Amyotrophic Lateral Sclerosis (ALS) (cont.)
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What medical treatment is available for amyotrophic lateral sclerosis (ALS)?
The remainder of medical treatment is focused on relieving symptoms, maintaining function for as long as possible, and coping with loss of function.
Breathing support becomes necessary when you encounter symptoms of ventilatory failure. Often these result first in disrupted sleep. A patient may become aware of this first by noticing excessive sleepiness, or tiredness, during the day, or by waking up with headaches. Later, patients may become short of breath if they lie down or with the smallest of activities. Non-invasive ventilatory support (Bi-PAP) can be used to support breathing during the night, and also, in more advanced disease, to give the breathing muscles a rest during the day.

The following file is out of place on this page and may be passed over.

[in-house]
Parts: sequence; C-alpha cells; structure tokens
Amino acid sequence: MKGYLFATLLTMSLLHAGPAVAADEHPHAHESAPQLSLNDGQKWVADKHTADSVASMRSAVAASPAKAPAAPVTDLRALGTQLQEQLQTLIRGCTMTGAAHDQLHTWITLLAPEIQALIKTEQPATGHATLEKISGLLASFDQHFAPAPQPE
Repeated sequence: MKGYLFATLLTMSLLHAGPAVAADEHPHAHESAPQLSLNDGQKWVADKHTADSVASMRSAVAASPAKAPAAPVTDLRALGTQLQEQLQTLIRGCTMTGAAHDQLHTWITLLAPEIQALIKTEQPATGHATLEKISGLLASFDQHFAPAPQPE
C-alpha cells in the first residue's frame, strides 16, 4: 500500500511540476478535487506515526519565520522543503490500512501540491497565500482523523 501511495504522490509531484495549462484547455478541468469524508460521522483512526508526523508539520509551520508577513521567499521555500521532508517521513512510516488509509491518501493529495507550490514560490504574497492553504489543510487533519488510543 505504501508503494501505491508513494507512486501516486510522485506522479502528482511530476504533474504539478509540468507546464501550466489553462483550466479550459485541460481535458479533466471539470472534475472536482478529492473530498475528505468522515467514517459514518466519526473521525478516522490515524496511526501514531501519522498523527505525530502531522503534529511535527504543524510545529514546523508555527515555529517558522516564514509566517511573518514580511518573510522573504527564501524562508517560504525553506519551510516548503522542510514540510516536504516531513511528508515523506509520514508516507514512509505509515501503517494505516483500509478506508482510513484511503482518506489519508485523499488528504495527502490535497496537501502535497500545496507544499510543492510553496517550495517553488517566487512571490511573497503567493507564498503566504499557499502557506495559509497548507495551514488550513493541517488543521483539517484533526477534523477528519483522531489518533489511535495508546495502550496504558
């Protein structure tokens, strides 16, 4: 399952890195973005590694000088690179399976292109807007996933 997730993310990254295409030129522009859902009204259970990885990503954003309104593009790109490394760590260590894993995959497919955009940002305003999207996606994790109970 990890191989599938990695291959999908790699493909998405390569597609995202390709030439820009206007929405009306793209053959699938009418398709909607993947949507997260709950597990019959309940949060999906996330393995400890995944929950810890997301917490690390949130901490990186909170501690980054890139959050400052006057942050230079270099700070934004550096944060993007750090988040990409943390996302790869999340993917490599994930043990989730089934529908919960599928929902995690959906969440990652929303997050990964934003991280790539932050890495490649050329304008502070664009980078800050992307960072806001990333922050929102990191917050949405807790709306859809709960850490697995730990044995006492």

Nutritional support and judicious use of non-invasive ventilatory support may extend life by up to 12 months on the average and result in improved quality of life.
Invasive ventilatory support is required when patients can no longer breathe without assistance or if excessive secretions preclude the use of non-invasive ventilatory support.
Only a small minority of patients choose to receive invasive ventilatory support because of its requirements for 24-hour care in the context of a lifestyle that most, but not all, patients do not choose for themselves. However, some patients on long-term permanent ventilatory support have reported meaningful quality to their lives.
Medically Reviewed by a Doctor on 6/16/2016
Fernando Dangond, MD
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